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‘Air Quality Early Warning System’ to alert Mumbaikars this winter

A dedicated website puts together to deliver detailed historical information, real time data as well as forecasts on the contribution of PM2.5 and PM10 emissions across 24 locations in Mumbai Metropolitan Region (MMR).

‘Air Quality Early Warning System’ to alert Mumbaikars this winter
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Residents from Mumbai Metropolitan Region (MMR) who were severely impacted early this year due to high levels of air pollution can be better prepared this winter season.

Citizens can now access the Air Quality Early Warning System (AQEWS) on the Indian Institute of Tropical Meteorology (IITM) portal to understand the real time and forecasted data on pollution levels in the city. A presentation of which was given by the at the India Clean Air Summit (ICAS) 2023, organised by the Center for Study of Science, Technology, and Policy (CSTEP).

A dedicated website (https://ews.tropmet.res.in/mumbai/index.php) puts together to deliver detailed historical information, real time data as well as forecasts on the contribution of PM2.5 and PM10 emissions across 24 locations in Mumbai Metropolitan Region (MMR).

Addressing the session at ICAS 2023, Ghude explained that this portal will help the citizens be prepared and choose their activities during the winter season when mostly the air quality deteriorates. “Using this site, the health impacts of severe air pollution can be avoided by citizens, especially senior citizens and children or those vulnerable to respiratory ailments,” he added.  

IITM has integrated satellite data on Aerosol Optical Depth (AOD - measure of the effect of aerosols polluting the air) from an extensive network of 420 air quality monitoring stations across India for such early warning systems, which are currently present in Delhi, Pune, Ahmedabad, Bengaluru, Kolkata and Mumbai.

Other than government agencies utilising sensors to monitor air quality, participation of citizens using Low Cost Sensors (LCS) will further help in gathering data from multiple locations for an effective action plan.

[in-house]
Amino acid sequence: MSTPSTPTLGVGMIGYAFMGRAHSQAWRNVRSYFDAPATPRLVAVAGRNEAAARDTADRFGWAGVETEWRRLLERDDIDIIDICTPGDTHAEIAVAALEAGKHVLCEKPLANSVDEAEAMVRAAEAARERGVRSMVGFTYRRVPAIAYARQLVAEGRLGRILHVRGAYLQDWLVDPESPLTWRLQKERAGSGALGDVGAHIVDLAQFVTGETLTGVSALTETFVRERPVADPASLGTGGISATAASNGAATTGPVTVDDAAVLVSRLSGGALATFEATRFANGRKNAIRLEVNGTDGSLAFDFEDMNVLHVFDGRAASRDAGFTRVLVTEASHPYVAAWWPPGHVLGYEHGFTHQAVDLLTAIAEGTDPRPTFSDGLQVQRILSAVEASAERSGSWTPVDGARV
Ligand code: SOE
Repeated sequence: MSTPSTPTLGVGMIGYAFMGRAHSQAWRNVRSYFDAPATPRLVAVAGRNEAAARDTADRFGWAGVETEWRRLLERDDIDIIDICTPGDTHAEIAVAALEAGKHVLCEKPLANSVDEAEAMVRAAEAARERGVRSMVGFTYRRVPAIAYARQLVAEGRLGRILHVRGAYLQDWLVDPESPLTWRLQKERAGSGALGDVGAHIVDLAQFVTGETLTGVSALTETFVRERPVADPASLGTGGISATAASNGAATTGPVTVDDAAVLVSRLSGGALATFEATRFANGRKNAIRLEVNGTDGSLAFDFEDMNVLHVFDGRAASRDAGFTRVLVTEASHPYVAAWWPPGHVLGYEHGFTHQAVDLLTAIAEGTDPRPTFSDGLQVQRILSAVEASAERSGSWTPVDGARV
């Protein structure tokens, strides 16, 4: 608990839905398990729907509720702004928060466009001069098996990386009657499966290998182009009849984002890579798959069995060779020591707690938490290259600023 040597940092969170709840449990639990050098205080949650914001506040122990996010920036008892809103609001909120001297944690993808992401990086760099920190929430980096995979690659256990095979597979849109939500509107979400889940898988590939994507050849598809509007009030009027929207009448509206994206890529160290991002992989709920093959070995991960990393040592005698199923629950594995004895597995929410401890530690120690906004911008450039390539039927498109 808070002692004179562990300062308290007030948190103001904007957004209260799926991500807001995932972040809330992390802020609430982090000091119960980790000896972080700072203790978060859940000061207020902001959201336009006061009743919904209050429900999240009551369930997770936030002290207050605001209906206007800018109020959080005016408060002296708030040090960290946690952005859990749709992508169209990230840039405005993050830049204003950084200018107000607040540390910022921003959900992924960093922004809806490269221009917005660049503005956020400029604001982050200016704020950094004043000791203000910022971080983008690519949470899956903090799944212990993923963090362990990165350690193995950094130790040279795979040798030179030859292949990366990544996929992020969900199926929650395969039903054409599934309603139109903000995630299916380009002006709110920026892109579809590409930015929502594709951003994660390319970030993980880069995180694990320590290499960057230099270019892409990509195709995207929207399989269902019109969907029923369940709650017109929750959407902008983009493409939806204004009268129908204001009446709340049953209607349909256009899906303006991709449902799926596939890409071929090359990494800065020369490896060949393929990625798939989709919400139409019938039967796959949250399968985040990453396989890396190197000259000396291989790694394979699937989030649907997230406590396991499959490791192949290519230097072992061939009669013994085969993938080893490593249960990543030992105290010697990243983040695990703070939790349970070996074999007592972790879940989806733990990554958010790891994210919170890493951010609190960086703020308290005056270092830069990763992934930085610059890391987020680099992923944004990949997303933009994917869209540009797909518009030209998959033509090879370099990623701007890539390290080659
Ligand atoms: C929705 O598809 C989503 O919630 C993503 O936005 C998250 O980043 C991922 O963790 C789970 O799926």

In the MMR, a total of 24 monitoring stations have been installed at various locations. Within the Greater Mumbai limits there are 20 air quality monitoring stations, some of them are at Navy Nagar, Malad West, Borivali East, Deonar, Powai, Mulund West, Bandra Kurla Complex and Chakala. The balance four are at Mahape, Vasai, Nerul and Kalyan.

Dr. Pratima Singh, Senior Research Scientist, Air Quality, CSTEP, said, “More sensors are required to monitor every neighbourhood. Citizen science can play a crucial role with the housing societies taking the initiative to install Low Cost Sensors (LCS). Given the high accuracy level and reliability of LCS, citizens can participate by reducing emissions themselves and becoming responsible towards cutting down on air pollution and eventually improving their health. Authorities can also cover more ground through LCS to mitigate air pollution problems in a shorter time frame.”  

For this year’s India Clean Air Summit (ICAS) event, the Center for Study of Science, Technology, and Policy (CSTEP) partnered with the Indian Aerosol Science and Technology Organisation. ICAS2023 put the spotlight on pollution and its linkages to climate change and various sustainable development goals (SDGs) to help practitioners in the field explore opportunities for aligning clean air goals with climate policies. Prioritising clean air in the SDGs and in India’s policies for climate action is paramount, having acknowledged air pollution’s contribution to climate change and witnessing the aggravating impacts of climate change.

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